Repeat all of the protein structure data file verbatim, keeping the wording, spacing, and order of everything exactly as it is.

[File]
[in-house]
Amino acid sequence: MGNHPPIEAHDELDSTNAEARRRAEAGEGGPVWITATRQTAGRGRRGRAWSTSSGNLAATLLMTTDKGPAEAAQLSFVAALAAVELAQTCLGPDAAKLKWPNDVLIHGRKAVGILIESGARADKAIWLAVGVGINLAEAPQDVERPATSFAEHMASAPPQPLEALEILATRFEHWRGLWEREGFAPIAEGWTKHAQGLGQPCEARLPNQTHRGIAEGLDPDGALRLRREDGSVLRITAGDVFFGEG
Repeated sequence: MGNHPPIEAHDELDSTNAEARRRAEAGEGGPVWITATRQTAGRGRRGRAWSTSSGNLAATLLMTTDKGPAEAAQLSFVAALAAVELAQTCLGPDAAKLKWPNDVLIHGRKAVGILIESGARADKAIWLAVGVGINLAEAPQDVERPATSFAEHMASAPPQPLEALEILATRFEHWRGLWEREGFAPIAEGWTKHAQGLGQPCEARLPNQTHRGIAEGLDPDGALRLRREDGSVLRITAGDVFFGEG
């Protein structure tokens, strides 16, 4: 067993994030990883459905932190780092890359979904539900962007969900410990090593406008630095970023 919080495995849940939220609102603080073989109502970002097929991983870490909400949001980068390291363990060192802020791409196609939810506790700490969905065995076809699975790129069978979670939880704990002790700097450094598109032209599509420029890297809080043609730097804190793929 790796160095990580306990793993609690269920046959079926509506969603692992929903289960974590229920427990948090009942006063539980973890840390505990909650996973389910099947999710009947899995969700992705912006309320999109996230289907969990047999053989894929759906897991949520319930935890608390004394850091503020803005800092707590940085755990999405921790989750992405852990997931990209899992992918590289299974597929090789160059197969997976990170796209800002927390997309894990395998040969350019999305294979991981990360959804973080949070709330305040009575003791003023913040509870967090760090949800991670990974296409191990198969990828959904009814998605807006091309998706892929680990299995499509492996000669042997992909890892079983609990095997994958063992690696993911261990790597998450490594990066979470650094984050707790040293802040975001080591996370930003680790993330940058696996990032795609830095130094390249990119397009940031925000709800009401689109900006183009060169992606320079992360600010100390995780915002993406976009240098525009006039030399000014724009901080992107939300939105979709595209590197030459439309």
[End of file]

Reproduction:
[in-house]
Amino acid sequence: MGNHPPIEAHDELDSTNAEARRRAEAGEGGPVWITATRQTAGRGRRGRAWSTSSGNLAATLLMTTDKGPAEAAQLSFVAALAAVELAQTCLGPDAAKLKWPNDVLIHGRKAVGILIESGARADKAIWLAVGVGINLAEAPQDVERPATSFAEHMASAPPQPLEALEILATRFEHWRGLWEREGFAPIAEGWTKHAQGLGQPCEARLPNQTHRGIAEGLDPDGALRLRREDGSVLRITAGDVFFGEG
Repeated sequence: MGNHPPIEAHDELDSTNAEARRRAEAGEGGPVWITATRQTAGRGRRGRAWSTSSGNLAATLLMTTDKGPAEAAQLSFVAALAAVELAQTCLGPDAAKLKWPNDVLIHGRKAVGILIESGARADKAIWLAVGVGINLAEAPQDVERPATSFAEHMASAPPQPLEALEILATRFEHWRGLWEREGFAPIAEGWTKHAQGLGQPCEARLPNQTHRGIAEGLDPDGALRLRREDGSVLRITAGDVFFGEG
């Protein structure tokens, strides 16, 4: 067993994030990883459905932190780092890359979904539900962007969900410990090593406008630095970023 919080495995849940939220609102603080073989109502970002097929991983870490909400949001980068390291363990060192802020791409196609939810506790700490969905065995076809699975790129069978979670939880704990002790700097450094598109032209599509420029890297809080043609730097804190793929 790796160095990580306990793993609690269920046959079926509506969603692992929903289960974590229920427990948090009942006063539980973890840390505990909650996973389910099947999710009947899995969700992705912006309320999109996230289907969990047999053989894929759906897991949520319930935890608390004394850091503020803005800092707590940085755990999405921790989750992405852990997931990209899992992918590289299974597929090789160059197969997976990170796209800002927390997309894990395998040969350019999305294979991981990360959804973080949070709330305040009575003791003023913040509870967090760090949800991670990974296409191990198969990828959904009814998605807006091309998706892929680990299995499509492996000669042997992909890892079983609990095997994958063992690696993911261990790597998450490594990066979470650094984050707790040293802040975001080591996370930003680790993330940058696996990032795609830095130094390249990119397009940031925000709800009401689109900006183009060169992606320079992360600010100390995780915002993406976009240098525009006039030399000014724009901080992107939300939105979709595209590197030459439309």